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Master cylinder or brake booster

Hi everyone,

I’ve got a car with frightening little brake pressure. I swapped out the rear calipers after a failed inspection, bled them as I’ve done many times in the past, and thought i was good to go.

With the car off, within 3 pumps, the pedal is rock hard. As soon as I start the car, the pedal goes almost all the way to the floor, but I have enough pedal to stop the car, but not on a dime. No amount of pumping brings the pressure back.

I should mention, the brakes were fine before changing the calipers

There are no external leaks and no air in the system, so please don’t waste time saying “you’ve got air in it” or “check for leaks” or “bleed them again.” I know it is not the lines, or calipers.

It’s either the booster or the master cylinder. But from what I’ve read, it’s not the booster. I was just looking for a second opinion based on the systems I’m having.

Thanks in advance

sorry. bleed them again, correctly and completely.

for this kind of bleeding i use a clear hose, and starting at RR, hook the hose up and let it flow into the reservoir. do this for each one. ensure the reservoir does not run empty.

i suspect you got air in the MC, (although you may not have caught it) and that is causing a problem.

have you changed the MC recently? or adjusted the brake pedal? sounds like the MC may be not getting full throw to bleed it fully.

did it, no bubbles. there was no opportunity for air to enter…reservoir was full, disconnected brake lines for 5 secs, which only lets fluid out, not air in.

master cylinder is original equipment.

after thinking about it, you say, “after three pumps the brake pedal is hard”

then when the car is turned on, the pedal mushes. sounds like the booster is not working.

what else did you do under the hood recently? mess with any vacuum lines? especially to the booster?

haven’t touched anything. Definitely not my first brake job. This is something coincidental or maybe not. I read somewhere letting the pedal go to the floor when bleeding was bad for the master cylinder. I’ve done it this way my whole life on many cars, never with a problem. But the car in question has 202,000 miles on it. Maybe it was just time. All i know is it’s not a typical brake component that is the problem, just wanted another vote for master cylinder.

If the booster is bad, the brake pedal would remain firm after starting the car. It is rock hard in 3 pumps now, but once i start it, the pedal dissappears.

Booster is good. I would look at the calipers, they may not be floating properly. After releasing the brakes, you should still feel some drag on the brakes when you turn the wheel. The drag should be on both sides of the rotor. Look very closely here, the problem could be in the caliper bushings.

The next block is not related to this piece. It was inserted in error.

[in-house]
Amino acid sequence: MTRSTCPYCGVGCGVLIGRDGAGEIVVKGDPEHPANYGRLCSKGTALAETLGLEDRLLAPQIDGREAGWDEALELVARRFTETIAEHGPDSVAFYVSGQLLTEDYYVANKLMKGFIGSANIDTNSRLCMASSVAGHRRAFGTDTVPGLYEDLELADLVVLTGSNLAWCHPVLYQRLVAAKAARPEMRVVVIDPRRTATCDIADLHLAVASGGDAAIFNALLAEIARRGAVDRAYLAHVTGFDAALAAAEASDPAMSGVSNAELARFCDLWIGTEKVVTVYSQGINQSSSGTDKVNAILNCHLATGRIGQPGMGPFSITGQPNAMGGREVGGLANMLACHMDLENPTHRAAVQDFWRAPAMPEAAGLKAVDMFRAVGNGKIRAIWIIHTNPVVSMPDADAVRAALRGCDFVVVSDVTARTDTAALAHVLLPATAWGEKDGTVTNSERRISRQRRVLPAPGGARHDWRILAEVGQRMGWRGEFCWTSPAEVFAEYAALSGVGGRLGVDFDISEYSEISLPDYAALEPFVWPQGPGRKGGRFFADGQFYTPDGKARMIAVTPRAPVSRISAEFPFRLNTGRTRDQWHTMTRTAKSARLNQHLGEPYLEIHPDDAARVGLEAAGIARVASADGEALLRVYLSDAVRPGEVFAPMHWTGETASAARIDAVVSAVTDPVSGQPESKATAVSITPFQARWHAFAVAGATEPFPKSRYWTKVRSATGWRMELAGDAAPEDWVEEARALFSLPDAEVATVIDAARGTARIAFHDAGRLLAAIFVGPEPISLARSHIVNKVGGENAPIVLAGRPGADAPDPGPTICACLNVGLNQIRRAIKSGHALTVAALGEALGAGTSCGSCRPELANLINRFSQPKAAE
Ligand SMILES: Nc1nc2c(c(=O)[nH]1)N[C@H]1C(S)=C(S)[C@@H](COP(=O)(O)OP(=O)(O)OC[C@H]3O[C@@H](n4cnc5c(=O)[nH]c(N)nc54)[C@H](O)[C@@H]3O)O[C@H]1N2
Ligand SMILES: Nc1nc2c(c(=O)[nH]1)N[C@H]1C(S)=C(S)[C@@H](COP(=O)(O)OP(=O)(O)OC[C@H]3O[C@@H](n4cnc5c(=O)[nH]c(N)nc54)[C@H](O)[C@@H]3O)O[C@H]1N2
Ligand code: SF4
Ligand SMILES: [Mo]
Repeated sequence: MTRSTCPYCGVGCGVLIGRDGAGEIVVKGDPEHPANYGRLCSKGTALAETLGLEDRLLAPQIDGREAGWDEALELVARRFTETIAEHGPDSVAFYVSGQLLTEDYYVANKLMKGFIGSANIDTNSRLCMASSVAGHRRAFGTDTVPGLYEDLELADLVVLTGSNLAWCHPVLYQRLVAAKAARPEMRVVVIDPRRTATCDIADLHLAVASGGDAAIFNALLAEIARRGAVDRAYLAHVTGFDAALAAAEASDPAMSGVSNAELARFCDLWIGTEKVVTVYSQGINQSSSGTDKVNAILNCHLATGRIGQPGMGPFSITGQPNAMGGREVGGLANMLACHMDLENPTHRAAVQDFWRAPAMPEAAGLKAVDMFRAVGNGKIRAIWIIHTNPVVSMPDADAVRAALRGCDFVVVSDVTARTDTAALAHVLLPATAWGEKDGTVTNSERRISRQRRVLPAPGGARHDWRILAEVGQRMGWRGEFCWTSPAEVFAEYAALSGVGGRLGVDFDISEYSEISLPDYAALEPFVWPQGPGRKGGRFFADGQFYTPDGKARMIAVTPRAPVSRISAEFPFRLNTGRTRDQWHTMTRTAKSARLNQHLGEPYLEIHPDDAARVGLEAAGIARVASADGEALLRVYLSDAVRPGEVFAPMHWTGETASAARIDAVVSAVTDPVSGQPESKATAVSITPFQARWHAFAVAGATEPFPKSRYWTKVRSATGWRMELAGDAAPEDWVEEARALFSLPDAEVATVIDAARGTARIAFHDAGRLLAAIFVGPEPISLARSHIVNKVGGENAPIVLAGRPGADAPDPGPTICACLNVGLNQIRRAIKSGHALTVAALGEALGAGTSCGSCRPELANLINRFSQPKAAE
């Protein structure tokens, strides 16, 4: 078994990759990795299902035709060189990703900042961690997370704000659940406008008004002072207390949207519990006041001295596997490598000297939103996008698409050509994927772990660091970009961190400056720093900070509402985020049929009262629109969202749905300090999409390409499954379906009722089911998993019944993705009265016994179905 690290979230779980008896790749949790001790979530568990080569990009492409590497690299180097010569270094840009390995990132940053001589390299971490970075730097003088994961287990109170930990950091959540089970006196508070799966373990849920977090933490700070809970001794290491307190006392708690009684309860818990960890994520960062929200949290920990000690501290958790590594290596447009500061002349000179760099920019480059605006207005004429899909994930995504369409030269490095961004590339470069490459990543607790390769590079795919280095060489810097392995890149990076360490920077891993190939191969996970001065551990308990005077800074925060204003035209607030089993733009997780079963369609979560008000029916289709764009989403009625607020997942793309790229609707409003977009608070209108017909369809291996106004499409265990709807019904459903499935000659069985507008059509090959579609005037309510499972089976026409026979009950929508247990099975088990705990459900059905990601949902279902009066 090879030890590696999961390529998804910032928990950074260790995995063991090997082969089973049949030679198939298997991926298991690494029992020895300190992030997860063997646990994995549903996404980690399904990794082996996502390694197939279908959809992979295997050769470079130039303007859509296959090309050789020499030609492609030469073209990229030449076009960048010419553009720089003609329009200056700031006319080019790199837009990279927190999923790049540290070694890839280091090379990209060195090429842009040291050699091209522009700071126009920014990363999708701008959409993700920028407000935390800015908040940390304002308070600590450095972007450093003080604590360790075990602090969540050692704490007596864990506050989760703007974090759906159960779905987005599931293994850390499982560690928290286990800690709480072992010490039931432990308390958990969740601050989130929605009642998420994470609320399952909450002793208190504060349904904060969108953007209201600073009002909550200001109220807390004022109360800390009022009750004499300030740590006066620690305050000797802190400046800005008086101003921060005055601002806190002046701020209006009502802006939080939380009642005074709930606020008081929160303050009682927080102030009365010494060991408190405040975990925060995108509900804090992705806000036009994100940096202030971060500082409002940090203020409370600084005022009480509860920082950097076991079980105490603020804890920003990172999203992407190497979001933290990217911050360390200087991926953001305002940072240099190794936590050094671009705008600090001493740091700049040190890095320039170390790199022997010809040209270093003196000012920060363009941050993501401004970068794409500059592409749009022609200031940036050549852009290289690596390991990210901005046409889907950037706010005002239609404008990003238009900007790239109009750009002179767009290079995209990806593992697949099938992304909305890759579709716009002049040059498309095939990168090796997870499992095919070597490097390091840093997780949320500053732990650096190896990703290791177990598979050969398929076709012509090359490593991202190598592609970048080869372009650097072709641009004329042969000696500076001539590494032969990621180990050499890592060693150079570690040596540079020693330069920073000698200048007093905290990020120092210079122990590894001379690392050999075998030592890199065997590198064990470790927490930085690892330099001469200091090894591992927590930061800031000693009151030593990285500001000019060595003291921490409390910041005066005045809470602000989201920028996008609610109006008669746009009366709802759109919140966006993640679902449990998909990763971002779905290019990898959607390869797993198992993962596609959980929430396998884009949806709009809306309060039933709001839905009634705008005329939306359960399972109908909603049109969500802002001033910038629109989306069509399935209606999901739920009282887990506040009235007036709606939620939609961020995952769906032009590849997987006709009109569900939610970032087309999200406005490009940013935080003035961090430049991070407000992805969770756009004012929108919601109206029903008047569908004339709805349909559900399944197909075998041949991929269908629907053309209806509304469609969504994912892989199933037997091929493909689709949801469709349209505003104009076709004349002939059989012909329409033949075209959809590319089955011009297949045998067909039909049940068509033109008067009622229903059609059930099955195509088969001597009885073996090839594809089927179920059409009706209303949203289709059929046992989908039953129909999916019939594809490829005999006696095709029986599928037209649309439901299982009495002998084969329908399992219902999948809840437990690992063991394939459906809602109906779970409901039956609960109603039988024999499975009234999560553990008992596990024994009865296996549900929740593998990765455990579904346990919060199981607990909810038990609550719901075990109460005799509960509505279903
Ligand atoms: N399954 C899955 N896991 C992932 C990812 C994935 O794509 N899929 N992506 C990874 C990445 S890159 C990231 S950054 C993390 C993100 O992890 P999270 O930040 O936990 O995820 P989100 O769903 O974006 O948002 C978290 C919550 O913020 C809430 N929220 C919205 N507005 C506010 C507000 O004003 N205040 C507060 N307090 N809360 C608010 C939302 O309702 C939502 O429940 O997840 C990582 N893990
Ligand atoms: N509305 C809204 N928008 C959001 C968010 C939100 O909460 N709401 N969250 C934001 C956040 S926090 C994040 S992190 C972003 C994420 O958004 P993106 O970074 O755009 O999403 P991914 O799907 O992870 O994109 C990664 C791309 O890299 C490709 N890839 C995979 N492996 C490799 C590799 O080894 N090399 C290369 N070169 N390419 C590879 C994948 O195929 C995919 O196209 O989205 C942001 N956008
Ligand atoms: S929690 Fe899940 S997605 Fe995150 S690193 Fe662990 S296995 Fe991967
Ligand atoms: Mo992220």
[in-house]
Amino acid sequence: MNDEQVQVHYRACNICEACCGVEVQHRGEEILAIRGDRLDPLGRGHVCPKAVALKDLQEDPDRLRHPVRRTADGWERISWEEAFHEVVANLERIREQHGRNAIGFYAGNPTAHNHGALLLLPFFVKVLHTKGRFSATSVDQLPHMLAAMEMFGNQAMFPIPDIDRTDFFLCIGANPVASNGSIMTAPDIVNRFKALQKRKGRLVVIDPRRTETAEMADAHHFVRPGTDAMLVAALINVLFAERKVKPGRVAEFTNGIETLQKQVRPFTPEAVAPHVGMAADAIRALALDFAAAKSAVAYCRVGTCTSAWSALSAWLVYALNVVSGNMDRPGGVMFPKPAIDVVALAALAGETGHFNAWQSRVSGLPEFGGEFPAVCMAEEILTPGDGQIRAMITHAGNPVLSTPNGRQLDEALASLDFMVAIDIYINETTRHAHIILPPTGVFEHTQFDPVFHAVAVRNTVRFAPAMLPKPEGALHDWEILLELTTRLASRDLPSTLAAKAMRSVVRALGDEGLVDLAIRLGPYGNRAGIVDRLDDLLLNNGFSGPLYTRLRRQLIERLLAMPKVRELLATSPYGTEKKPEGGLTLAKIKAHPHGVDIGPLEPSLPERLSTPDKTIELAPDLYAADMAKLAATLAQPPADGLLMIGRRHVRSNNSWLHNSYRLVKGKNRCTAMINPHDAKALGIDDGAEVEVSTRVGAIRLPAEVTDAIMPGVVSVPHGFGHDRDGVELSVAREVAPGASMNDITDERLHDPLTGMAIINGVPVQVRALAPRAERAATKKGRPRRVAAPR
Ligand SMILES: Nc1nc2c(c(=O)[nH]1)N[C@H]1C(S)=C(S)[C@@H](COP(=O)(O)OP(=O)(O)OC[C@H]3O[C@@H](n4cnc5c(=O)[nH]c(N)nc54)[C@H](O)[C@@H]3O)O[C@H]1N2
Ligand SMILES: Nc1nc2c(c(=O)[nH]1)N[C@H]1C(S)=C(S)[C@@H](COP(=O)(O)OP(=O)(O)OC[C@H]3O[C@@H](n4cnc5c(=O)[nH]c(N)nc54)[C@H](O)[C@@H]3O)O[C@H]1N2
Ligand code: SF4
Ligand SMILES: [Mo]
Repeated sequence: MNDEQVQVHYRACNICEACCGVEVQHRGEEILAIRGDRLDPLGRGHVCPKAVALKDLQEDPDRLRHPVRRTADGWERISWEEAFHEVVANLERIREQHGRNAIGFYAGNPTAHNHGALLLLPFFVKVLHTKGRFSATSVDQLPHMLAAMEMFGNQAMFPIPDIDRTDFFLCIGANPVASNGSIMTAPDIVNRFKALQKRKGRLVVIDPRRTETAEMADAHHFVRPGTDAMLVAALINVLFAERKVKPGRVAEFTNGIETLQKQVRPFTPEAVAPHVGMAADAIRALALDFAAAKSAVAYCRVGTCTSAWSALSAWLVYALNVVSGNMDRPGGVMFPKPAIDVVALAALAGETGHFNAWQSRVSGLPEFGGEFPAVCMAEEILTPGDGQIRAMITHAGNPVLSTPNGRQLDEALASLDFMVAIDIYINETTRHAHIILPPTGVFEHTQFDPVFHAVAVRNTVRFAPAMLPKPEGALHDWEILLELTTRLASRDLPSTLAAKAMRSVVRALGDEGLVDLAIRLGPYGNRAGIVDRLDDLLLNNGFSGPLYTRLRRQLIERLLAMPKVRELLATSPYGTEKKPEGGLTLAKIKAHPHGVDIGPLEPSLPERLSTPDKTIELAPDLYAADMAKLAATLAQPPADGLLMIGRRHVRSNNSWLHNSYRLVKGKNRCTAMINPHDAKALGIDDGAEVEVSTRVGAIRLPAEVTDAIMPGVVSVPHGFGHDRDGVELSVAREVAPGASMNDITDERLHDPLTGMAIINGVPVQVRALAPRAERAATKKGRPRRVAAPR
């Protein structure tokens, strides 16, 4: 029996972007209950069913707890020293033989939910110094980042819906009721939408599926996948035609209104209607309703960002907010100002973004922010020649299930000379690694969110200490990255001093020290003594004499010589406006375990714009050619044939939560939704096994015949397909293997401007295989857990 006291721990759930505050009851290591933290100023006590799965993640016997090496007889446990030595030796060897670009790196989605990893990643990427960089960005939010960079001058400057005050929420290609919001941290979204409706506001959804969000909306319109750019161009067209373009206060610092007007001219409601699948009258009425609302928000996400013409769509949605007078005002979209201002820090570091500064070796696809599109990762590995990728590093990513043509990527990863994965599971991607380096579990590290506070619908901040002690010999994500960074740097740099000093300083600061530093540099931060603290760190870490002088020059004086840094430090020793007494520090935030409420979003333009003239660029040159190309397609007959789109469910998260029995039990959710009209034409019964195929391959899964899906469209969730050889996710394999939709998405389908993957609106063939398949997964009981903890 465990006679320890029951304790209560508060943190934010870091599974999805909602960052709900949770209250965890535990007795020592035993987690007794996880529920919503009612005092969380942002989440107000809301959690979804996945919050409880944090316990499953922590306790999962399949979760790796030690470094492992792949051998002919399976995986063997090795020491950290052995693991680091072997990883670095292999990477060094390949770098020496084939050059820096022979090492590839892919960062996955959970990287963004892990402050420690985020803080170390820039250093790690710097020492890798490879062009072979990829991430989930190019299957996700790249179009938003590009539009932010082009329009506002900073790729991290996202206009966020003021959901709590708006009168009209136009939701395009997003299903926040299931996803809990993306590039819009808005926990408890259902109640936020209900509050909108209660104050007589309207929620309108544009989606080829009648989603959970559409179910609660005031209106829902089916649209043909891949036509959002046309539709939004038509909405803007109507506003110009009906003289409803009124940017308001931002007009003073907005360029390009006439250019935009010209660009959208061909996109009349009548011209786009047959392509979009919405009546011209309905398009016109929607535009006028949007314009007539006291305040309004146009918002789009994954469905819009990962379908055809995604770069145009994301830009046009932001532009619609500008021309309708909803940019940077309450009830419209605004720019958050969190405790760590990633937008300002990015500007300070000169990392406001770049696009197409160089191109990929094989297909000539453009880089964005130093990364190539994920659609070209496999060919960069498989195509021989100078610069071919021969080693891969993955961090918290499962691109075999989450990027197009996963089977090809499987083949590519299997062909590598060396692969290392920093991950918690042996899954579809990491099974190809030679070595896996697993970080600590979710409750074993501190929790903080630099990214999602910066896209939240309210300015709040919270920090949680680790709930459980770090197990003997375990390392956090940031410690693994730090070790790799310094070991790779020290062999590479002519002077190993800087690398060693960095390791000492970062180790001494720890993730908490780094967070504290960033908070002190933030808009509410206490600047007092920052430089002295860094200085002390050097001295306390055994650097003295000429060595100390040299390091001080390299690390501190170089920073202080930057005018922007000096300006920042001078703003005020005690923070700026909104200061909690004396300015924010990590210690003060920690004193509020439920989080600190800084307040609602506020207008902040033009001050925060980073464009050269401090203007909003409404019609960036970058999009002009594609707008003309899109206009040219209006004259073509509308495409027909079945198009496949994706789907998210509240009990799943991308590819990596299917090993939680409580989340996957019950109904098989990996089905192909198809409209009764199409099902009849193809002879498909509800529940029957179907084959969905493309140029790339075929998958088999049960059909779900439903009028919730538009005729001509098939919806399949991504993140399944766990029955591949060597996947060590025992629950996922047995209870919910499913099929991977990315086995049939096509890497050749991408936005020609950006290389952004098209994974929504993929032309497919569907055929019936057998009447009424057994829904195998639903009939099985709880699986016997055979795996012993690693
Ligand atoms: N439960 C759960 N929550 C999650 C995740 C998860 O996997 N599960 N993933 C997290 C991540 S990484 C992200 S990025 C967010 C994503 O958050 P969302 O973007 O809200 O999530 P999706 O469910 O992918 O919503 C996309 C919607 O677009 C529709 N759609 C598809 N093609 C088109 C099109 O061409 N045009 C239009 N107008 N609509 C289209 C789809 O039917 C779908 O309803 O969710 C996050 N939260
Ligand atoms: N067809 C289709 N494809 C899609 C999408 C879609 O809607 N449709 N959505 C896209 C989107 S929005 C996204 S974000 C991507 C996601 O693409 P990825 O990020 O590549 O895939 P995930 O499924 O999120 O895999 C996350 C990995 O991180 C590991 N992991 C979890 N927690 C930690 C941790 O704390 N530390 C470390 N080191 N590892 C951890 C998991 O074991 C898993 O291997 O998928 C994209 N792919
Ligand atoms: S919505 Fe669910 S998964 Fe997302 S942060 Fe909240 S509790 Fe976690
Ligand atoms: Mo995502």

I am hoping you have the rear calipers installed with the bleeders facing up. People do make that mistake and if so it’s air.

if the MC was bad i would think you would get a soft pedal. maybe hard for a while, then slowly mushing down.

if it has to do with the engine turning on, the vacuum is changing in the booster.

the calipers were installed correctly. New guides were installed and greased. I’ve bled systems that are nothing but air, and after enough bleeding, they work properly. I am sure there are no external leaks or air. The system was sound before, and only the caliper lines were disconnected. Has anyone ever experienced a failed master cylinder? Or booster? What are the symptoms?

Yep, you have the symptoms of a failed master cylinder, but the coincidence of it going bad at the exact moment you worked on the calipers bothers me. Did you replace the crush washers on the brake lines at the calipers (if they are present)? What kind of car are we talking about?

It bothers me too. I have accidentally fried a stator on a moped, but that’s it, and that was a result of my not paying enough attention to what I was doing. But working on brakes is old hat to most D.I.Y’s.

Does it have anything to do with the brake pedal going full travel? By that I mean, letting the pedal go to it’s lowest possible position when the bleeder is open.

The car is a 93 mitsubishi eclipse. I have never had to change a bearing, head gasket, nothing. I had to put in the first replacement strut this weekend. Aside from brakes, tires, and exhaust, and a little body work, it hasn’t needed much. And with 200,000+ miles, still getting over 30mpg, I can’t let it go.

And yes, I replaced all crush washers (2 per caliper)

If this vehicle is more than ten years old, I’d suspect the brake hose(s) on the rear of having internal deterioration. There is no “blow out” or “fix” for that, other than changing the hose(s). Also, carefully inspect the full length of the brake lines, for kinks, dents,n crushes, or twists.

the fluid coming out of the rear bleeder is transparent and contains no particles or sediment